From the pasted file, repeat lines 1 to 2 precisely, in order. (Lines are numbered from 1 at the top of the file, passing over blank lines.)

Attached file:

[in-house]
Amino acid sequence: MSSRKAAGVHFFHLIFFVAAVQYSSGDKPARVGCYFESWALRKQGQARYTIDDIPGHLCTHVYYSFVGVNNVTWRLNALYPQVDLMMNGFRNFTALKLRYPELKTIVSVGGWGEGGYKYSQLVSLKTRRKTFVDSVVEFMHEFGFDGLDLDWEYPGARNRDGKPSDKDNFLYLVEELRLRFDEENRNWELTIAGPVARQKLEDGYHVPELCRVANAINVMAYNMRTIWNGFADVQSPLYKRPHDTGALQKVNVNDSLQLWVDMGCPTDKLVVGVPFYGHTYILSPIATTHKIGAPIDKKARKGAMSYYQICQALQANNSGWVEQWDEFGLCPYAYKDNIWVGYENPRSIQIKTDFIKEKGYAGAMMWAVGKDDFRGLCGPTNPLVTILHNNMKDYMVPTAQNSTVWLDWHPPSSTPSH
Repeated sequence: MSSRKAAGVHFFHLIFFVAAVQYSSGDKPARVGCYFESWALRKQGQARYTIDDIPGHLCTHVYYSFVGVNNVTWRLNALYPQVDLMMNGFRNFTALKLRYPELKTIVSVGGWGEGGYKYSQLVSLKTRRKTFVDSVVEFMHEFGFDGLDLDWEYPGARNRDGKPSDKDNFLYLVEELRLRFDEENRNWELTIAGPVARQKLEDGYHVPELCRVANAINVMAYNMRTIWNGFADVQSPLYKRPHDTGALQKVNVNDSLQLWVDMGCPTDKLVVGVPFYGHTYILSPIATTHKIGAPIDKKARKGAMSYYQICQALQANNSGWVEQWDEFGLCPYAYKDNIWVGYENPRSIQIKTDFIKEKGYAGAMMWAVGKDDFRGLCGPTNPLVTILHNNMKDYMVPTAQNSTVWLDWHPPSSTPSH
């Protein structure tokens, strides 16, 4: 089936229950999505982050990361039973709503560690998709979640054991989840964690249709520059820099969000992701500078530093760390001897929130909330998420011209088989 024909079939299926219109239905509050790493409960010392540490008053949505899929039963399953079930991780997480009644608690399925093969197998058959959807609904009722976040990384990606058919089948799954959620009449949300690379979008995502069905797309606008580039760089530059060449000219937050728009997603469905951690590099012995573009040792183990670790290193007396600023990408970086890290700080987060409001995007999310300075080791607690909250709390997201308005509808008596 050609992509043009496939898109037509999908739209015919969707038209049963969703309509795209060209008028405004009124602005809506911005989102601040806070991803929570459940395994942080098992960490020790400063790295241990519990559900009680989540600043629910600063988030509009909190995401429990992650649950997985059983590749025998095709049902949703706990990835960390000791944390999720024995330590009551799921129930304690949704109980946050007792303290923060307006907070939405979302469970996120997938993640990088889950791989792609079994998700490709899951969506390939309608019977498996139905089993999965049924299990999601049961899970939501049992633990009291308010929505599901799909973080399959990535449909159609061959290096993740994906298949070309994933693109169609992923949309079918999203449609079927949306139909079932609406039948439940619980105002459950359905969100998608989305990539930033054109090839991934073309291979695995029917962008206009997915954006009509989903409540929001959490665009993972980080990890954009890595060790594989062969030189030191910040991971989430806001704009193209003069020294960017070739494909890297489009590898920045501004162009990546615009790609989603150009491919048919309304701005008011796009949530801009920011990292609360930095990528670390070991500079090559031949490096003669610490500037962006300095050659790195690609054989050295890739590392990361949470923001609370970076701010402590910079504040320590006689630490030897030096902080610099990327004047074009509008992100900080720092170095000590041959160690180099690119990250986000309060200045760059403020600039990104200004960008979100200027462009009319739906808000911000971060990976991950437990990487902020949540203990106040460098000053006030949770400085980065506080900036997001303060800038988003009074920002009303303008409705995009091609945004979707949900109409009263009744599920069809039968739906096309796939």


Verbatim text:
[in-house]
Amino acid sequence: MSSRKAAGVHFFHLIFFVAAVQYSSGDKPARVGCYFESWALRKQGQARYTIDDIPGHLCTHVYYSFVGVNNVTWRLNALYPQVDLMMNGFRNFTALKLRYPELKTIVSVGGWGEGGYKYSQLVSLKTRRKTFVDSVVEFMHEFGFDGLDLDWEYPGARNRDGKPSDKDNFLYLVEELRLRFDEENRNWELTIAGPVARQKLEDGYHVPELCRVANAINVMAYNMRTIWNGFADVQSPLYKRPHDTGALQKVNVNDSLQLWVDMGCPTDKLVVGVPFYGHTYILSPIATTHKIGAPIDKKARKGAMSYYQICQALQANNSGWVEQWDEFGLCPYAYKDNIWVGYENPRSIQIKTDFIKEKGYAGAMMWAVGKDDFRGLCGPTNPLVTILHNNMKDYMVPTAQNSTVWLDWHPPSSTPSH